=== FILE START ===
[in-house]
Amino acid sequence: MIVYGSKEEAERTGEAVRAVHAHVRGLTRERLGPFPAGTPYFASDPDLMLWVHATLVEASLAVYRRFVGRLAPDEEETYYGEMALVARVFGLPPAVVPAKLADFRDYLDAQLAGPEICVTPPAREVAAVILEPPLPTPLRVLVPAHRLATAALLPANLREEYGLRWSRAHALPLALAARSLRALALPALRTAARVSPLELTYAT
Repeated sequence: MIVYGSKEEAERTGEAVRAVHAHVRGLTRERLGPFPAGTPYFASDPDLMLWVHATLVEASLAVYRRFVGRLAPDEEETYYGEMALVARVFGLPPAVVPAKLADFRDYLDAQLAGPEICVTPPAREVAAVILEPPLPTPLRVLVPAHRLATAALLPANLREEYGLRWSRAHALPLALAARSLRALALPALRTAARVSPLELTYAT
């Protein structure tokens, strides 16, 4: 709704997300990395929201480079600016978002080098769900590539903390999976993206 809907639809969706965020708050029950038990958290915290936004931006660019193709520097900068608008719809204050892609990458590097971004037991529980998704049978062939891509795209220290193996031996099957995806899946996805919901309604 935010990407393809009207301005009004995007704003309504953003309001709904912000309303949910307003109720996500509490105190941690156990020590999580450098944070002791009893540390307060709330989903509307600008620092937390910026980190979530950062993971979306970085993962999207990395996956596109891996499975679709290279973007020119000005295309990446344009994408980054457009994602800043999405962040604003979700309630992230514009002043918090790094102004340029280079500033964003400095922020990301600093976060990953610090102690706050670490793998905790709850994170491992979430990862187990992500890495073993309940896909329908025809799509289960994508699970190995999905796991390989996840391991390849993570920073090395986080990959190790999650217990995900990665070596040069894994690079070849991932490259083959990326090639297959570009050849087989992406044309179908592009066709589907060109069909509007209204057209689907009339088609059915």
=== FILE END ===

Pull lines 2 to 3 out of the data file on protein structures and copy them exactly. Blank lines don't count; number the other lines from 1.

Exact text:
Amino acid sequence: MIVYGSKEEAERTGEAVRAVHAHVRGLTRERLGPFPAGTPYFASDPDLMLWVHATLVEASLAVYRRFVGRLAPDEEETYYGEMALVARVFGLPPAVVPAKLADFRDYLDAQLAGPEICVTPPAREVAAVILEPPLPTPLRVLVPAHRLATAALLPANLREEYGLRWSRAHALPLALAARSLRALALPALRTAARVSPLELTYAT
Repeated sequence: MIVYGSKEEAERTGEAVRAVHAHVRGLTRERLGPFPAGTPYFASDPDLMLWVHATLVEASLAVYRRFVGRLAPDEEETYYGEMALVARVFGLPPAVVPAKLADFRDYLDAQLAGPEICVTPPAREVAAVILEPPLPTPLRVLVPAHRLATAALLPANLREEYGLRWSRAHALPLALAARSLRALALPALRTAARVSPLELTYAT